In Loube v. Commissioner, the Tax Court denied a $297,000 charitable contribution because the taxpayers failed to include basis information in the appraisal summary they were required to file with their income tax return. In this case, the taxpayers allowed a charity to deconstruct their residence prior to demolition, which the charity did as a way of teaching marketable skills to persons facing barriers to employment. However, when filing their tax returns, the taxpayers included documentation provided by the charity which did not include all of the required tax information. The IRS took the position that the failure to include such information caused the entire deduction to be denied. In the end, the Tax Court granted summary judgment to the IRS denying the entire income tax deduction because the basis information was a required item in an appraisal summary, and an appraisal summary that omits such information does not satisfy the substantiation requirements such gifts (this requirement applies for noncash gifts over $5,000).
Specifically, the Deficit Reduction Act of 1984 ("DEFRA") instituted heightened reporting requirements that were specifically enacted by Congress to combat inflated charitable deductions by requiring, where reasonably obtainable, the disclosure of "cost or adjusted basis" to "facilitate the Commissioner's efficient identification of overvalued property." Thus, a taxpayer's failure to provide the "cost or adjusted basis" on an appraisal summary is a failure to substantially comply with DEFRA because it does not "provide sufficient information to permit [the Commissioner] to evaluate the reported contributions, as intended by Congress. The Tax Court took the position that even in a situation where the relevant information could be found through a search of the documents attached to a tax return, a failure to include the relevant information on the form itself constituted a failure to adequately report the information.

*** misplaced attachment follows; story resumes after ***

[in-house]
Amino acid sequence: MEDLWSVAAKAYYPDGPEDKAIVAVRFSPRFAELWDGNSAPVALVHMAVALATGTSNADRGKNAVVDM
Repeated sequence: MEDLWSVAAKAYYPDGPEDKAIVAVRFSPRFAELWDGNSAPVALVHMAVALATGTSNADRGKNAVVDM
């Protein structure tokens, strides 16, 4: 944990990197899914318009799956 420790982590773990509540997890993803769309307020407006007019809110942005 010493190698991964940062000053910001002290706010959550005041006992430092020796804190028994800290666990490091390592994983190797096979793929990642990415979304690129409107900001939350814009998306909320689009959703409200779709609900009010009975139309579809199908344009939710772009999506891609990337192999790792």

U.S. v. Marin – Transferee Liability
In U.S. v. Marin, the government brought a lawsuit against an estate to recover unpaid estate tax liabilities from the three beneficiaries, two of whom were co-executors of the estate. The IRS relied on IRC 6324 which provides for transferee liability. The beneficiaries' motions to dismiss were denied by the court because the government was able to sufficiently argue that the executors knew of the estate's liabilities, that the estate was insolvent, and that the executors paid other estate debts while leaving higher priority tax liens unpaid.
There were a number of procedural defenses raised, most interestingly, the probate exception to federal jurisdiction, which provides that probate matters are excepted from the scope of federal diversity jurisdiction. Historically, this reserves to state probate courts the probate or annulment of a will and the administration of a decedent's estate, and precludes federal courts from endeavoring to dispose of property that is in the custody of a state probate court. However, in this case, the court ruled that the New York Surrogate's Court was not then currently exercising custody or jurisdiction over any estate property since its most recent pleading had been an interim accounting which had occurred years prior.